This past Wednesday, March 2nd, was the national day of action in defense of public education. A colleague of mine spent the first fifteen minutes of it standing on the curb with a sign he jerry-rigged from a magnetic whiteboard. Each magnet, a child’s name–he uses it for centers, to tell his third-grade students which station they should go to during the times of the day when he gets 5 or more separate lessons running simultaneously. If you ever watch centers play out in a classroom like my colleague’s, you will be utterly amazed: it is a thing of grace and beauty, this sight of 25 young people, self-directed in their learning. There are books and classes and entire consultant careers devoted to this. Good teachers do it, without guidance or fanfare, several a times a week as one-twentieth of their jobs.
So anyway, the sign. 25 names, each name a little magnet. Names from Yemen, from West Africa, from the flatlands of my bifurcated city where the windows are all chained. The kid who came here last year without a word of English, the kid who throws things when he’s angry because his dad does that to his mother, and six kids who read two years above their grades. 25 names, arranged as a rectangle on the edges of the board. And in the middle of the board, in big block letters with three colors of Expo markers, the words, “Got Bailout?”
His sign made me think about a topic that’s in the public eye now more than ever thanks to the squabble in Wisconsin–the governor’s attempt to strip all public employees except the ones who campaigned for him of collective bargaining rights. Done, ostensibly, in the name of the budget crisis, but still doggedly pursued even after the unions offered unprecedented financial concessions that the governor turned down.
Political comedian John Stewart got right to the heart of the issue in a recent segment on The Daily Show, pointing out the difference between current rhetoric on teacher compensation and what was said during the bank bailout, about the need for for-profit corporations using taxpayer monies to offer up bonuses totaling 20 billion dollars in order to retain “top talent”. The argument defending these bonuses was simple and clear: Wall Street executives are bright, highly talented people who must be adequately compensated if we don’t want to lose them. If we want our financial system to work, we have to be kind to the people who are running it.
Nowhere, absolutely nowhere, is this rhetoric at play now in Wisconsin, where Walker’s budget proposals strip over a billion dollars from public education and even the right to collectively bargain on issues of workplace safety is considered a sacrifice teachers (starting salary: $22,000) must make.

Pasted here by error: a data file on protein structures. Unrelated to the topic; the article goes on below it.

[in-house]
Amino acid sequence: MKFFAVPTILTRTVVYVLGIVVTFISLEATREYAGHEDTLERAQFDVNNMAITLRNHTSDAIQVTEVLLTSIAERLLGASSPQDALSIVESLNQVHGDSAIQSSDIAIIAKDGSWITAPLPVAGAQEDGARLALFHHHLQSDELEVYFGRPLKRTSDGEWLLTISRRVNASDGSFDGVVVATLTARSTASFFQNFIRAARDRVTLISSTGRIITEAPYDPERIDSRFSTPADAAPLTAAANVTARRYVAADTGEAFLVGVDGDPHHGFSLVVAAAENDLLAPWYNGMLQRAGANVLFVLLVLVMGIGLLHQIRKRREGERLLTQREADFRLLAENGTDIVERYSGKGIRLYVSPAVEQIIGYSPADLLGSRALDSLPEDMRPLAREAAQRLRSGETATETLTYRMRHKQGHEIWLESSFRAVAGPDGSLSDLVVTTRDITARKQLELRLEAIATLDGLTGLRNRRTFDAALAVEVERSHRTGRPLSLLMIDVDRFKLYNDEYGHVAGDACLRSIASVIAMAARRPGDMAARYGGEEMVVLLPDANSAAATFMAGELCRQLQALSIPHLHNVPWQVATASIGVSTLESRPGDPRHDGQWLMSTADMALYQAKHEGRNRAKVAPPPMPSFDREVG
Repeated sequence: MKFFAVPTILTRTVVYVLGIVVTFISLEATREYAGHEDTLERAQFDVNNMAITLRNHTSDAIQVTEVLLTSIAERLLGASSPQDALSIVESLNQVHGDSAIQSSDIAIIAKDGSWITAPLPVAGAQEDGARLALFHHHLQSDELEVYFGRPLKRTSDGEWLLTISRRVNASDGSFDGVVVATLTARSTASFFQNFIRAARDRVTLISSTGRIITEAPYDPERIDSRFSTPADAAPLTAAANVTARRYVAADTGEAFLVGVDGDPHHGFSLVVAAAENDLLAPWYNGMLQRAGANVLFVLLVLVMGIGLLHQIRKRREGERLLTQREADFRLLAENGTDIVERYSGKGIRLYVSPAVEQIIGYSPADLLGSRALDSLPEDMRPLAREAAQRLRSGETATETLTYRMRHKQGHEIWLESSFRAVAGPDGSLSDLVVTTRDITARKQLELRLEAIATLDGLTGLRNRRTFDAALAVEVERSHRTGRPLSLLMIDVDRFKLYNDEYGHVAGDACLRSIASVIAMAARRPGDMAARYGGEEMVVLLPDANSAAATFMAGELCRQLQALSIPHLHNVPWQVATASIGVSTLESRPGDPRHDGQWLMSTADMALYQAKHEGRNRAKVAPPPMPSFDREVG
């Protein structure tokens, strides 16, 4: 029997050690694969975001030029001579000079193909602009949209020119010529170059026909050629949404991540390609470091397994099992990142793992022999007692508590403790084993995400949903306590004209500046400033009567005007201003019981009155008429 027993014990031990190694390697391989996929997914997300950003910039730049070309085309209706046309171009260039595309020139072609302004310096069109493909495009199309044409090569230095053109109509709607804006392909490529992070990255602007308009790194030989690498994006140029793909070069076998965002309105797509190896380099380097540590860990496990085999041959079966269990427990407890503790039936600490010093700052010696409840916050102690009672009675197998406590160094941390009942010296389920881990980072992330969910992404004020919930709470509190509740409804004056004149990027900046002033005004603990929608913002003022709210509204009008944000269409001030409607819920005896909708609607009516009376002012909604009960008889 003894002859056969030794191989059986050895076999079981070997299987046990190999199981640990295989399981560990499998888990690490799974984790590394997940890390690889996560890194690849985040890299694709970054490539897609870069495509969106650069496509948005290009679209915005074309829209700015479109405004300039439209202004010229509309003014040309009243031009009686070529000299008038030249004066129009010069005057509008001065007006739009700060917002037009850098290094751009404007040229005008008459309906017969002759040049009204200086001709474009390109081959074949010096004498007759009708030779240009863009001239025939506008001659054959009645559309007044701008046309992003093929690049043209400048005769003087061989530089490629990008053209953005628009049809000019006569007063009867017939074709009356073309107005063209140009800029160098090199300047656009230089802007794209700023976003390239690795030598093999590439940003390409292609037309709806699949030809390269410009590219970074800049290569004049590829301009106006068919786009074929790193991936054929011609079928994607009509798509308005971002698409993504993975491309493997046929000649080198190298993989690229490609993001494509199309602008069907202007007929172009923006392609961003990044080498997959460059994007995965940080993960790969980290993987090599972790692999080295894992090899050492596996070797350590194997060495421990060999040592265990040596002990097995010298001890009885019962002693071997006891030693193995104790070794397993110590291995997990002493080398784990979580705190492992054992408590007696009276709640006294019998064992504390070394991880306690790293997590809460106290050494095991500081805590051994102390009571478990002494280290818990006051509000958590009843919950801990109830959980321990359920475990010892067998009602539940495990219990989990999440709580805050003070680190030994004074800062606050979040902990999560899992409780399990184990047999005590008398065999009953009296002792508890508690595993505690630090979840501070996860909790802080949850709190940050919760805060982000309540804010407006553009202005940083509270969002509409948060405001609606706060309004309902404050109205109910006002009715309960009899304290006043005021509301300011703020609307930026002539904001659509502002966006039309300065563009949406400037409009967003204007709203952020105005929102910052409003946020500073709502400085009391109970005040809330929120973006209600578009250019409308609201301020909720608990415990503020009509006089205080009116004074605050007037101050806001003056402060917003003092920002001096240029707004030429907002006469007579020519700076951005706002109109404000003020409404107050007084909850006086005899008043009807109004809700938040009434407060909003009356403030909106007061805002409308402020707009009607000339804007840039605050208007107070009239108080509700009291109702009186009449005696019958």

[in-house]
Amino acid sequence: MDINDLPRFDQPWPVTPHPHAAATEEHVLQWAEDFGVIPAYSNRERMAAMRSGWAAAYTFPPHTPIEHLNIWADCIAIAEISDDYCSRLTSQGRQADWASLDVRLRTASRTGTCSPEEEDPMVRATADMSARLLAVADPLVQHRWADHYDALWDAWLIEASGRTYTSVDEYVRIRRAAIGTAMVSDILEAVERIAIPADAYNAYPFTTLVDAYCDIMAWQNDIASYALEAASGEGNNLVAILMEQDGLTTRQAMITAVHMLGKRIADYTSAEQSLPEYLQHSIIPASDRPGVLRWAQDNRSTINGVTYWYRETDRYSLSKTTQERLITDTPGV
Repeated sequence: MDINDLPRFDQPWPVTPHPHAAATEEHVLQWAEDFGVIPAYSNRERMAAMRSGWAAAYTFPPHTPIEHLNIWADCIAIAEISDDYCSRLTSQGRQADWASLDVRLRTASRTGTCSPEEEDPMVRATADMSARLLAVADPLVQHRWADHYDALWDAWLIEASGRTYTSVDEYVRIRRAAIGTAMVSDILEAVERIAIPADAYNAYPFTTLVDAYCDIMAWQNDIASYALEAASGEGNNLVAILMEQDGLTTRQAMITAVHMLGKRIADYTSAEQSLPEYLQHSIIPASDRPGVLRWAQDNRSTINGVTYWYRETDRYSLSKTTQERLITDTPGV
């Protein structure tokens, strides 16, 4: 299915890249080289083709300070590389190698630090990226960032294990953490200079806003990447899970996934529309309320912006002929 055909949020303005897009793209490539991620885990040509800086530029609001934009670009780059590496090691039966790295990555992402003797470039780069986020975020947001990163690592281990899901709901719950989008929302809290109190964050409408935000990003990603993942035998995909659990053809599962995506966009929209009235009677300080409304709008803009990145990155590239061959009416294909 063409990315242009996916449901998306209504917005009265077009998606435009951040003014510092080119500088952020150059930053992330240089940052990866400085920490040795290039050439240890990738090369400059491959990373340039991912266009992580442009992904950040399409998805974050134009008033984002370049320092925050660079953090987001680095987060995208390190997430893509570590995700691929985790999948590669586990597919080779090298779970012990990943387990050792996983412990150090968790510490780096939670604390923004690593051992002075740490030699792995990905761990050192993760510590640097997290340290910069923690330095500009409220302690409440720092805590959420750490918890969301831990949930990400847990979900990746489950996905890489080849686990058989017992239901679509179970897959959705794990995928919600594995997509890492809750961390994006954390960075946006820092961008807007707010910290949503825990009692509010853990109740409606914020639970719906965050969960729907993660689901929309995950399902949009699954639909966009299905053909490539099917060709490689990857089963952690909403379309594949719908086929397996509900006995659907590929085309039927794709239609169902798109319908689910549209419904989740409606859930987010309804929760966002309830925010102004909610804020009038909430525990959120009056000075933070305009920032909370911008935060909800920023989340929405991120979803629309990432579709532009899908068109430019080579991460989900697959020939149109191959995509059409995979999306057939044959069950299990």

It boggles my mind–this idea that the deference we give to Wall Street profiteers as a matter of course is so far beyond the worthiness of public school teachers. And the flip side of that idea–that either teachers are too noble, somehow, to care about base things like compensation, or that even if they do care, there’s no need to worry about keeping them around. The Wall Street bigshot–he’s got other places he can be if you don’t pay him. But really, what else can you do with a teacher?
I’m gonna have the hubris here to say who I am. I graduated Phi Beta Kappa, top of my class from one of the most highly ranked public universities on the planet. I’m smart enough to go to Wall Street. It might be less work than I’m doing right now.
I made the choice, instead, to do work that makes a difference. I am blessed to be surrounded, every working day, with brilliant, gifted teachers who choose to make a difference. And when blowhards in suits tell America that what we do is easier, should cost far less, and isn’t worth protecting…it makes me question things. They are saying that your children need less than your money. They are sending the smart folks to your paper, not your kids.
It’s not, at the end of the day, just about the money. But I think, as I watch the news on corporate tax breaks and March 15th layoff letters, as I look out the bus window at gleaming office buildings and decrepit school playgrounds, of a verse that always stuck with me from the Gospel of Matthew.
“Where your treasure is, there your heart will be also.”